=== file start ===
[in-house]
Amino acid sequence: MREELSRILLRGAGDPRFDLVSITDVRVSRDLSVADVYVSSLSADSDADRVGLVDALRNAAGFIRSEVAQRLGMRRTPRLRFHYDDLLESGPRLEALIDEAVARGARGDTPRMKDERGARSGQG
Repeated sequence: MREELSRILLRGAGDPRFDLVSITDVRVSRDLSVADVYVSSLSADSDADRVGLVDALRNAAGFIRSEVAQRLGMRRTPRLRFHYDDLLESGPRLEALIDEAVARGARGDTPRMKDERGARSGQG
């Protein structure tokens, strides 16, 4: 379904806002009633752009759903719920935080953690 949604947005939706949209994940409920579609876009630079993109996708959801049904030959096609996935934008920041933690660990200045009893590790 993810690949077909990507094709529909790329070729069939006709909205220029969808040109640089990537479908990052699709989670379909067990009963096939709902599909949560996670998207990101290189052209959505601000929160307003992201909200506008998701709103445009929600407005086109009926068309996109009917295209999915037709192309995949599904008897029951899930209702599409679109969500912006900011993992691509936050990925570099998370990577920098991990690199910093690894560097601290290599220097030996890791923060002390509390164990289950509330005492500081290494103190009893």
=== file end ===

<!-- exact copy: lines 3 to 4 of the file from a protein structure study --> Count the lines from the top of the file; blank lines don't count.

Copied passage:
Repeated sequence: MREELSRILLRGAGDPRFDLVSITDVRVSRDLSVADVYVSSLSADSDADRVGLVDALRNAAGFIRSEVAQRLGMRRTPRLRFHYDDLLESGPRLEALIDEAVARGARGDTPRMKDERGARSGQG
């Protein structure tokens, strides 16, 4: 379904806002009633752009759903719920935080953690 949604947005939706949209994940409920579609876009630079993109996708959801049904030959096609996935934008920041933690660990200045009893590790 993810690949077909990507094709529909790329070729069939006709909205220029969808040109640089990537479908990052699709989670379909067990009963096939709902599909949560996670998207990101290189052209959505601000929160307003992201909200506008998701709103445009929600407005086109009926068309996109009917295209999915037709192309995949599904008897029951899930209702599409679109969500912006900011993992691509936050990925570099998370990577920098991990690199910093690894560097601290290599220097030996890791923060002390509390164990289950509330005492500081290494103190009893």